A major hardware vulnerability in Intel’s Active Management Technology (AMT) may place thousands of business and personal users at risk, Intel revealed on Friday.
Details of how to exploit this hardware vulnerability are now public but Intel is releasing a fix starting today to plug the said issue.
The Active Management Technology (AMT) hardware works independent of any operating system and is employed to allow system administrators re-image machines over remote connections. The hardware is installed in business computers not only running AMT but also other Intel hardware like Standard Manageability (ISM) and Small Business Technology (SBT).
Speaking with IBTimes UK, Cris Thomas, Strategist for Tenable Network Security, said that AMT obtains certain privileges to operate and is thus access-protected by a password. The vulnerability in question is that a hacker can access the hardware without having to type in a password. Even if a hacker didn’t type in anything, the default admin account would still allow him to gain access to the hardware, which could indeed put thousands of Intel machines open for misuse.
Intel is releasing a firmware update today to address the issue but the worrying part is that the bug has been around for almost ten years without being detected. Intel hasn’t commented on how many systems have already been compromised because of the said vulnerability, but has offered a roadmap to ensure no more systems are affected.
If you own a business PC running AMT, ISM or SBT and haven’t received the firmware update, you can download a discovery tool from Intel’s website which will analyse your system for hardware vulnerability. While some consumer PCs running the said hardware may also be affected, those running Intel’s Server Platform Services are not affected by this vulnerability. You can also refer to Intel’s mitigation guide to ensure your PC stays protected until the firmware arrives.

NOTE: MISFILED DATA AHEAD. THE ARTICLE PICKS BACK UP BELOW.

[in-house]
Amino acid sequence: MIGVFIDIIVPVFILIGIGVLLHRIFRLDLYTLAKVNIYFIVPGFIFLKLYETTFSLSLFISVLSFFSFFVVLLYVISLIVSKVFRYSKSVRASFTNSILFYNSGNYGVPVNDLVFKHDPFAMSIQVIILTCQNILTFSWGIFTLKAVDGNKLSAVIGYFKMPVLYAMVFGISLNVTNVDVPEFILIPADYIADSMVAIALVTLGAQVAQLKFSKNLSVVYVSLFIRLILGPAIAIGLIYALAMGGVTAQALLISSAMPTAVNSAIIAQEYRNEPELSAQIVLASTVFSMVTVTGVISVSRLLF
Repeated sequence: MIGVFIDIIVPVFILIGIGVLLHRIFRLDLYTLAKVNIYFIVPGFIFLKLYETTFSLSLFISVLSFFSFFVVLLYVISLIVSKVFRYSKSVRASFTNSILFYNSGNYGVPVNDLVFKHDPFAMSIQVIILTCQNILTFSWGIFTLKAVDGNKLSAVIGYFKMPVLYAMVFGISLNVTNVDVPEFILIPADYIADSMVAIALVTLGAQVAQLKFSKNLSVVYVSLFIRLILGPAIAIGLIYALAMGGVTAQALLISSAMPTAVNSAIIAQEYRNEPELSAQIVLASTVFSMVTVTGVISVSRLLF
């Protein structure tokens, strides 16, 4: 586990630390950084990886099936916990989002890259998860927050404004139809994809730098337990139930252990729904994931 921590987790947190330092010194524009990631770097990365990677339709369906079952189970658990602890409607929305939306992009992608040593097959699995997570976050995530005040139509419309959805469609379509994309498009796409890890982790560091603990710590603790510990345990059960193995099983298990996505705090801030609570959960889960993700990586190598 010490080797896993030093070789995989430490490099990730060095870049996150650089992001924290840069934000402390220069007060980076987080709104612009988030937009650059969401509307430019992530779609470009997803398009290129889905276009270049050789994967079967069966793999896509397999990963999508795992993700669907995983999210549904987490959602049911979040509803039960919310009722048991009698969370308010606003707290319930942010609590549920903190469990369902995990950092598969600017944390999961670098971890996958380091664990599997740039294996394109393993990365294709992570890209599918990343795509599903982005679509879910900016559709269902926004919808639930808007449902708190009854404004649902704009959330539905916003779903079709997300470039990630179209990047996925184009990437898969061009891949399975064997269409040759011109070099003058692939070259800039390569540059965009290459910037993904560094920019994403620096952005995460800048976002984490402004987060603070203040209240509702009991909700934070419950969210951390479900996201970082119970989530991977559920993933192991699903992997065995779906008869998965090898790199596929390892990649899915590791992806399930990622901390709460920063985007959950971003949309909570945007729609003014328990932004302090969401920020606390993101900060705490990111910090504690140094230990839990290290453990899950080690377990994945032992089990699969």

Being among the largest suppliers of PC hardware around the world, Intel has had its share of hiccups. Last year, the company fixed a vulnerability in Intel Driver Update Utility to help mitigate the use of a non-SSL URL when requesting updates from the firm. The vulnerability was disclosed to Intel by Core Security, which said the flaw “could result in integrity corruption of the transferred data, information leak and consequently code execution.”
A reason why the hardware vulnerability in AMT could continue for so long could be because of the poor utilisation of shared cyber threat intelligence. Last year, a McAfee Labs survey stated that just 42 per cent of security workers used shared cyber threat intelligence despite 97 per cent of those who shared saying they enable them to provide better protection for their organisations and stay more secure.
Malware behaviour (72 per cent), URL reputations (58 per cent), external IP address reputations (54 per cent), certificate reputations (43 per cent) and file reputations (37 per cent) were the types of information security professionals were most likely to share. But 54 per cent of those who do not share such intelligence said corporate policy was holding them back, while 24 per cent said they were interested but need more information.